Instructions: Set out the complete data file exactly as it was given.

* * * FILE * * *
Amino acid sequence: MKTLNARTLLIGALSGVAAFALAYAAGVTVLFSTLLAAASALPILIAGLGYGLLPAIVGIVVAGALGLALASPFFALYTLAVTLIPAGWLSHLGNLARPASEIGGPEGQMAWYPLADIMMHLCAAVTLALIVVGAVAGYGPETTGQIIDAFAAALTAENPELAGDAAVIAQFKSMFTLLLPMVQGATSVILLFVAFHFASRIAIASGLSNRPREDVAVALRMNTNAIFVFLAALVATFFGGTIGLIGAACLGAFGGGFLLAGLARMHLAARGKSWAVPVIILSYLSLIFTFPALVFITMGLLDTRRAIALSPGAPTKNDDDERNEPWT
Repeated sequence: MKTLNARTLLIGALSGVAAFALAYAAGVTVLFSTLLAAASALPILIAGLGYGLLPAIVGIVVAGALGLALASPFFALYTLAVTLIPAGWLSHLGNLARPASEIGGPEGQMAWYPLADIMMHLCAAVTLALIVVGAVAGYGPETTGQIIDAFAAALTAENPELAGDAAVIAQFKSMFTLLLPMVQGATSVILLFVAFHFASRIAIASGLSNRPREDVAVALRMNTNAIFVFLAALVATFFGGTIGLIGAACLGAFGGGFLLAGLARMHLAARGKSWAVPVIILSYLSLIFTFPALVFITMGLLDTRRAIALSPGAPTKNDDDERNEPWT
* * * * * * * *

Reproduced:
Amino acid sequence: MKTLNARTLLIGALSGVAAFALAYAAGVTVLFSTLLAAASALPILIAGLGYGLLPAIVGIVVAGALGLALASPFFALYTLAVTLIPAGWLSHLGNLARPASEIGGPEGQMAWYPLADIMMHLCAAVTLALIVVGAVAGYGPETTGQIIDAFAAALTAENPELAGDAAVIAQFKSMFTLLLPMVQGATSVILLFVAFHFASRIAIASGLSNRPREDVAVALRMNTNAIFVFLAALVATFFGGTIGLIGAACLGAFGGGFLLAGLARMHLAARGKSWAVPVIILSYLSLIFTFPALVFITMGLLDTRRAIALSPGAPTKNDDDERNEPWT
Repeated sequence: MKTLNARTLLIGALSGVAAFALAYAAGVTVLFSTLLAAASALPILIAGLGYGLLPAIVGIVVAGALGLALASPFFALYTLAVTLIPAGWLSHLGNLARPASEIGGPEGQMAWYPLADIMMHLCAAVTLALIVVGAVAGYGPETTGQIIDAFAAALTAENPELAGDAAVIAQFKSMFTLLLPMVQGATSVILLFVAFHFASRIAIASGLSNRPREDVAVALRMNTNAIFVFLAALVATFFGGTIGLIGAACLGAFGGGFLLAGLARMHLAARGKSWAVPVIILSYLSLIFTFPALVFITMGLLDTRRAIALSPGAPTKNDDDERNEPWT